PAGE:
What is Stress?
Stress is a feeling of being overwhelmed with too many demands and too few supports to deal with what we are encountering. People are experiencing more stress than ever before – resulting in sleeplessness, feeling anxious or nervous about what is ahead and unsure what to do. Stress symptoms constitute one of the most obvious ways that the individual expresses threats to their well being. The person creates the stress symptom in order to draw attention to what it is we need to do for themselves.
Initially, the symptoms manifest physically i.e. aches, pains etc but if not dealt with; symptoms will escalate to more serious manifestations i.e. ulcers, heart disease etc. Therefore, see the stress symptom as an opportunity to uncover the real issue.
- Tension headaches
- Back pain
- Chest pain
- Increased heart rate
- High blood pressure
- Dizziness/excessive perspiration
- Dry mouth
Consequences of Stress:
We respond to stress in a number of different ways
- Behavioural: Reaching for a cigarette or alcohol, drug use may be to block or numb, emotional eating to ‘fill a void’ or in extreme cases becoming violent when we feel no longer in control
- Psychological: Sleep issues, which can be inability to sleep due to having too many worries or oversleeping, feelings of anxiety or a panic attack, suppressed feelings can lead to a depression, or simply feeling overwhelmed in meeting life’s challenges
- Medical Consequences: Frequent headaches, back pain, ulcers, stomach & skin conditions, heart disease & stroke.
Types of Stress
Stress at Work There are a number of things that can make a difference:
- In the moment, practice deep breathing, and focus all your attention on that. When you breathe in, silently say the word ‘In’ to yourself, when you breathe out, consciously say silently ‘Out’ as you do. This means as your mind focuses on your breath; your mind slows down a little
- Focus on letting go of tension in your body
- Use your coffee/lunch breaks to Relax, Refocus, Reenergise, Refresh
- Ensure you take your breaks and enjoy lunch with a friend and a stroll outside before returning to work, otherwise enjoy some quiet time and consciously relax, having eaten healthily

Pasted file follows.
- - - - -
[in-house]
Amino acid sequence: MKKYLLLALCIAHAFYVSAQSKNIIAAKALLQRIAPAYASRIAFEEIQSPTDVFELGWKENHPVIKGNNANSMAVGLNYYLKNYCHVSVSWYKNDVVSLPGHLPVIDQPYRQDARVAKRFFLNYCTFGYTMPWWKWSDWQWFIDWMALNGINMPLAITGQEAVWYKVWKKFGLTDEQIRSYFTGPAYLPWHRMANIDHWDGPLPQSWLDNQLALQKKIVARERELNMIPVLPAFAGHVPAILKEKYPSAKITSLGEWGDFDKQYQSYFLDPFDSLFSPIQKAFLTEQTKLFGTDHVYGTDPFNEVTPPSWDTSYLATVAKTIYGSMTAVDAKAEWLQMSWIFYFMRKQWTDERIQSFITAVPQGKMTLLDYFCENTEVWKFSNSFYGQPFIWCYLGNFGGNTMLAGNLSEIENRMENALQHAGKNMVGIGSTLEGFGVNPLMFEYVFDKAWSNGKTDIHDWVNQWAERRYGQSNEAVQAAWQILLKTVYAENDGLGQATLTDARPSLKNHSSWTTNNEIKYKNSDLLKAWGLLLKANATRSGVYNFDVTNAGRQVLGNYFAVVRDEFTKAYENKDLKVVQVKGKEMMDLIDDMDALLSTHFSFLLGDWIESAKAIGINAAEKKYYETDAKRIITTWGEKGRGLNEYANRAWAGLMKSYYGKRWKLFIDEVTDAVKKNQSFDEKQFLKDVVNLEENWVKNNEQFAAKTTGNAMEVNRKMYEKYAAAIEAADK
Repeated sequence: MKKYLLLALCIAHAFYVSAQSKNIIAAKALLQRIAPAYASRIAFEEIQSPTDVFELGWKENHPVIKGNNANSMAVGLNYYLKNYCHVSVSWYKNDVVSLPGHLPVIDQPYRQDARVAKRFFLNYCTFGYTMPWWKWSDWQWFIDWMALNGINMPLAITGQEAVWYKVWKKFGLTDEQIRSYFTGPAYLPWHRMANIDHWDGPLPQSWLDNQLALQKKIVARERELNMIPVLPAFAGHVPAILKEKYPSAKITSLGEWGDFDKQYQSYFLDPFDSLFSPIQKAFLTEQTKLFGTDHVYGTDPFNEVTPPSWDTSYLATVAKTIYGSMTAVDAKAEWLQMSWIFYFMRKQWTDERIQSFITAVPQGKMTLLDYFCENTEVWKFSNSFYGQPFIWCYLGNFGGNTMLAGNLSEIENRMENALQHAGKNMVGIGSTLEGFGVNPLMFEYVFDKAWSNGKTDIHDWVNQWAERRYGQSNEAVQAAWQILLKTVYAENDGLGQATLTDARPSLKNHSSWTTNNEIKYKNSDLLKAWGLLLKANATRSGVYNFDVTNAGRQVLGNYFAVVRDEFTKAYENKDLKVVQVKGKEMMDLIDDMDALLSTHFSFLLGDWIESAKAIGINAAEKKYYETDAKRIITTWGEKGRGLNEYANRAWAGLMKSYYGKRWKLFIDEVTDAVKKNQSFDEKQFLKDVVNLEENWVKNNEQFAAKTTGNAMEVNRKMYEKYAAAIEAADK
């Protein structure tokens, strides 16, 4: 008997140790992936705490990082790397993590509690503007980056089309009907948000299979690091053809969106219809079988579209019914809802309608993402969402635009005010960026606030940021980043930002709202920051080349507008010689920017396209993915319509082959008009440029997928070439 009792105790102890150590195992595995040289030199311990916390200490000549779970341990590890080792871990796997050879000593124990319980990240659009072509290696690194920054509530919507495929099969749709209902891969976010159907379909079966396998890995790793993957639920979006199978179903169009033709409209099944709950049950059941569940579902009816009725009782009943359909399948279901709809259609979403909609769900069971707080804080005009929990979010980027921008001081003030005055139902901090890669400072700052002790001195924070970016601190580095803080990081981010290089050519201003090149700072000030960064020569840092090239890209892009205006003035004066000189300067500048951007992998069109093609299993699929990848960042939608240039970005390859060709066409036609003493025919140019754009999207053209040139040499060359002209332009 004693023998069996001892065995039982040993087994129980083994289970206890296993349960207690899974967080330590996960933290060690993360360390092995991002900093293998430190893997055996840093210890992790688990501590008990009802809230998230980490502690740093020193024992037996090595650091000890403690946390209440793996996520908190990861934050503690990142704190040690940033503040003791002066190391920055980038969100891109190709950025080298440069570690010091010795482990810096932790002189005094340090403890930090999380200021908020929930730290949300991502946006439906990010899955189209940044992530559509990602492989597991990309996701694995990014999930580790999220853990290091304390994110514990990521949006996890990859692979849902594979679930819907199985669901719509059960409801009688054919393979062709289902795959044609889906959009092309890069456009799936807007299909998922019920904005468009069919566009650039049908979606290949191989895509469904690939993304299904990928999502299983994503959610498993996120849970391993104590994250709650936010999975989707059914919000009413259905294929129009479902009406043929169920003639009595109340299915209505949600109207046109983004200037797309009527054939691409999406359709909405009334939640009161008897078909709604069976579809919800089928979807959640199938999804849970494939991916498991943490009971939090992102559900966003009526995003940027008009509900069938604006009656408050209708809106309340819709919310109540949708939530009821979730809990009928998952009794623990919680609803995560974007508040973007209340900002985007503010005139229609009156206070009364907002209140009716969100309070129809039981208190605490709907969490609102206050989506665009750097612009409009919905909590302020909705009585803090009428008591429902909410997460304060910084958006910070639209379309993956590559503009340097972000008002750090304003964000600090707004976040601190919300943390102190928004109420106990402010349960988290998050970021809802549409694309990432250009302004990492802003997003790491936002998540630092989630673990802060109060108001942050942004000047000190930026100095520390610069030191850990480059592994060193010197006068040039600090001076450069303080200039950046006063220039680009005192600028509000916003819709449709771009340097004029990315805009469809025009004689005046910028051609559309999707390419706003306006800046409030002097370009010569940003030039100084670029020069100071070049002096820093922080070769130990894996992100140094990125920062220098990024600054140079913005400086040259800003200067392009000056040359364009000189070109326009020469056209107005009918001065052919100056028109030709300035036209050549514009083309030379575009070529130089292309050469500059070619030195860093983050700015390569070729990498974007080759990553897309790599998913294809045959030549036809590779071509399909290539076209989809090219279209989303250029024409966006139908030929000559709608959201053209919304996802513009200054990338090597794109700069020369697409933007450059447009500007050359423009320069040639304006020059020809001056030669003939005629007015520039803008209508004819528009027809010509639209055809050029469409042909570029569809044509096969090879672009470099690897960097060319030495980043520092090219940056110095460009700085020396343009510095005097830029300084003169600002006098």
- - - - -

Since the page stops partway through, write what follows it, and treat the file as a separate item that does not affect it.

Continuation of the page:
- List making, breaking down tasks into manageable chunks, tick them off at the end of the day and prioritise the list for the following day
- Driving home, turn the radio off and enjoy the silence and the opportunity to recharge
- Delegate some of the work if you are overloaded
- Talk to someone when you are having problems
- Ask for help/support
- Learn to say No
- Close your office door and sit and breathe deeply
- Know your limits and work within them as far as possible
- Incorporate time management.
The ability to cope with all that life throws at an individual is entirely dependent on how they are in themselves. If their relationship with self is one where they take care of themselves, valuing and not abuse themselves physically, emotionally, or intellectually and where they treat themselves well, they are more resilient and things do not ‘get on top of them’.
When an individual experiences anxiety, the challenge for them is to ‘hold’ themselves in it and do whatever they need to do in order to feel more solid and secure. To remember that it is only a thought or feeling and that their response to the event is enhanced when they do not succumb to fear.
My experience is that when I look at thoughts as just thoughts, I detach from them and feel a little freer and am less likely to get sucked into the feeling. Seeing them as ‘just thoughts’ and no longer as ‘reality’ or ‘the truth’ means there is less of a need to get caught up in their content. This means instead of ‘catastrophic thinking’ the chain is broken and my mind returns to calmness. Rather than saying ‘I am worried’ it is more accurate to say ‘I am having a lot of worrying thoughts’ means I no longer identify with their content.
Internal causes of stress:
- Self critical
- Fear of failure
- Worrying about the future
External causes of stress:
- Life change/Trauma
- Marital problems/relationship breakdown
- Financial pressures
- Work overload
- Children/Family problems
- Relationship difficulties at work/home
- Time management
- Role Management
- Support Groups
- Work/Life balance
Physical Exercise – a great stress reliever!
We are living a more sedentary life that in the past and it is now necessary to build in exercise into your daily routine to keep stress levels at bay. The number one tip to manage the stress in your life is to exercise for thirty minutes a day. Time management is essential here and it will not happen without planning. Taking the time out to exercise can make the rest of the day seem more manageable and you will notice that ‘things don’t get on top of you’. Once you try incorporating exercise into your daily routine you will find that it is a great way to reduce stress. Your mind will be clearer, you will be in better form and you will find you have more energy. Exercise promotes serotonin and endorphins into your system and both will give you more of a ‘feel good’ factor.
Build exercise into your workday